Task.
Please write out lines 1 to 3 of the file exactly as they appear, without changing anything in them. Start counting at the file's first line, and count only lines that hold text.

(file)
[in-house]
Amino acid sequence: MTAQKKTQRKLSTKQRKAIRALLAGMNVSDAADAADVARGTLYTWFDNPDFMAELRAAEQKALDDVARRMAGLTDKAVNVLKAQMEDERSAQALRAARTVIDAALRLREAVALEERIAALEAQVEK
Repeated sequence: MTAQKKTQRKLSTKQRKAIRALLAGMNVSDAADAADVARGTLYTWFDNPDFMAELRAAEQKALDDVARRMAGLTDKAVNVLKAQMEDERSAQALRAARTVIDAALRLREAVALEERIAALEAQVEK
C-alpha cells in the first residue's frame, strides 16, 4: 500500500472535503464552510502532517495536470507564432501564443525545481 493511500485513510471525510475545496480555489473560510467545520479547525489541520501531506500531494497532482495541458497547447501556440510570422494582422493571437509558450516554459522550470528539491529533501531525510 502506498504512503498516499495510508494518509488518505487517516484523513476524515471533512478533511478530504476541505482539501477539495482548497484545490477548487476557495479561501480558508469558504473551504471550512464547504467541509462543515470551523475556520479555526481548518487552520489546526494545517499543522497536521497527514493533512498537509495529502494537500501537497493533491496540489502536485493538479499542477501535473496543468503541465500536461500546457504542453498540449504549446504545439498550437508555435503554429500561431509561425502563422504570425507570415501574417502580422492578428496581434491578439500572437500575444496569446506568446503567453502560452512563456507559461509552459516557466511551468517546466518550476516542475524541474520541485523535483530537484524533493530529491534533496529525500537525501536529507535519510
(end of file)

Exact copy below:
[in-house]
Amino acid sequence: MTAQKKTQRKLSTKQRKAIRALLAGMNVSDAADAADVARGTLYTWFDNPDFMAELRAAEQKALDDVARRMAGLTDKAVNVLKAQMEDERSAQALRAARTVIDAALRLREAVALEERIAALEAQVEK
Repeated sequence: MTAQKKTQRKLSTKQRKAIRALLAGMNVSDAADAADVARGTLYTWFDNPDFMAELRAAEQKALDDVARRMAGLTDKAVNVLKAQMEDERSAQALRAARTVIDAALRLREAVALEERIAALEAQVEK